I’ve brazenly appropriated and amended the subtitle to Shane Ryan’s new book for my own above, since he does meander down a few detours before arriving at a recap of the 2021 match in The Cup They Couldn’t Lose: America, The Ryder Cup, and the Long Road to Whistling Straits (Hachette Books, $29).
But no worries, the trip is worth every stop along the way. Ryan last showed up here regarding his Slaying the Tiger, an entertaining account of a year on the PGA Tour as a new crop of stars like Jordan Spieth, Rory McIlroy and Dustin Johnson were making their marks, with others emerging from the shadow of the colossus who had bestrode the tour before them, Tiger Woods.
He even had a villain for the book in Patrick Reed, and Reed rears his troublesome head again in this variegated account of the 2021 Ryder Cup—mainly by not making the team.
And while the current book certainly concerns itself with the 2021 team members, this is more a tale of Ryder Cup captains through the years, the ways they rose or shrank from the challenge at hand, and the strategies they used to improve their teams’ chances or, to be frank, those they failed to implement while going down on the losing side.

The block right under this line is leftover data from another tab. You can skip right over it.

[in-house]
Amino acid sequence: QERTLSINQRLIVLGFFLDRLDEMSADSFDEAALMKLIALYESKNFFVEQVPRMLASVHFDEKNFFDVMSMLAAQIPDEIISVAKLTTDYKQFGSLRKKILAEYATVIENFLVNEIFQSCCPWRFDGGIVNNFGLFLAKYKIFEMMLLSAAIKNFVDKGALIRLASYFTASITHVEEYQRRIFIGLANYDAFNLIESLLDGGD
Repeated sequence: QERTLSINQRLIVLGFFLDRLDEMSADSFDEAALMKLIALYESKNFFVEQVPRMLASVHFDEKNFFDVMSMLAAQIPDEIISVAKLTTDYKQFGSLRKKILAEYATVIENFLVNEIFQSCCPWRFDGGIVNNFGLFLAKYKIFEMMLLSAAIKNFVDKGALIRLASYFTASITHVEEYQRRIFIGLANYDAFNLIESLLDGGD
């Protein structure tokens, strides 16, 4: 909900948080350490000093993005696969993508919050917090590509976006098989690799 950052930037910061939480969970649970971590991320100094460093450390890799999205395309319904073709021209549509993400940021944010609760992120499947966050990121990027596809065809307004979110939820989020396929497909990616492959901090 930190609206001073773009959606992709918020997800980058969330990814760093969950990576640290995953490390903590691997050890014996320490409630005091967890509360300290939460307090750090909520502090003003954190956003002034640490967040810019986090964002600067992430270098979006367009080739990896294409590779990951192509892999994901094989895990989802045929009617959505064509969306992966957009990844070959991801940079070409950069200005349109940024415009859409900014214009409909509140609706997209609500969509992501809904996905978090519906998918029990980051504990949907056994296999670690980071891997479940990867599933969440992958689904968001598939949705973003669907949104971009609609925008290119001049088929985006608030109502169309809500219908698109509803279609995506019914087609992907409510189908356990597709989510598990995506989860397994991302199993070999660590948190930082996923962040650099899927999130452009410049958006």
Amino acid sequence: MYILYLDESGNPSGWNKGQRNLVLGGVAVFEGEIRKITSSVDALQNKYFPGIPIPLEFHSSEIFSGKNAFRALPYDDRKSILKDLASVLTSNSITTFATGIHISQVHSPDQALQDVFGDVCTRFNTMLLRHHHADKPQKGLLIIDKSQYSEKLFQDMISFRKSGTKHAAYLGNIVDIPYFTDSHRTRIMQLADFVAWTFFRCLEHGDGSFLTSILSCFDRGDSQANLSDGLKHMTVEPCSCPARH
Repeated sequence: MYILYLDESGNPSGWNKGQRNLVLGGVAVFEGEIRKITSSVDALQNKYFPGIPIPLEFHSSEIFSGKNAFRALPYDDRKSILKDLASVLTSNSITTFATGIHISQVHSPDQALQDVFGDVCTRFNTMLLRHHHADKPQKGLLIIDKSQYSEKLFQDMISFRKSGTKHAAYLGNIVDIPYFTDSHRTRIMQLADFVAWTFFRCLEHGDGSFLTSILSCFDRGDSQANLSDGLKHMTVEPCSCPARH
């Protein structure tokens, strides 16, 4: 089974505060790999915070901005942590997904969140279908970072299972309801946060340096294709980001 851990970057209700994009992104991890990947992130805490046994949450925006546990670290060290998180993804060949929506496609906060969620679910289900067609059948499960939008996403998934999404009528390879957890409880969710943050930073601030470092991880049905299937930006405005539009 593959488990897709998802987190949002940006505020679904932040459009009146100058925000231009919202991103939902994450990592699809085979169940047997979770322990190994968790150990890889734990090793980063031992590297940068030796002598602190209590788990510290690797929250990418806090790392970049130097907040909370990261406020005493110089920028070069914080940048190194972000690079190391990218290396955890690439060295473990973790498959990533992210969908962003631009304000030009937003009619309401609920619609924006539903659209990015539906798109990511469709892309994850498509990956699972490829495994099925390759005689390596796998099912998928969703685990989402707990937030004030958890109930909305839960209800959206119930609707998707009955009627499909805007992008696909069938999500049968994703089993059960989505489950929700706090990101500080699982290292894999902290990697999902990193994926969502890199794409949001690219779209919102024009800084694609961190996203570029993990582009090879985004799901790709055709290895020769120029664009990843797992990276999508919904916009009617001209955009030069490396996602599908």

There has been no lack of books detailing Ryder Cup history. (In these pages alone, Nick Callow’s general history, The Ryder Cup, and Ed Hodge’s Jewel in the Glen, about a 1921 precursor to the Cup matches. Then there are the reports on specific matches: (1969) Draw in the Dunes by Neil Sagebiel; (1991) The War by the Shore by Curt Sampson; and (2016) The First Major by John Feinstein. Someone is no doubt hard at work right now on a book proposal about the 2023 tilt.)
But Ryan picks his spots well and weaves historical chapters between those that propel the momentum toward the 2021 competition in Wisconsin. And he does it with points in mind.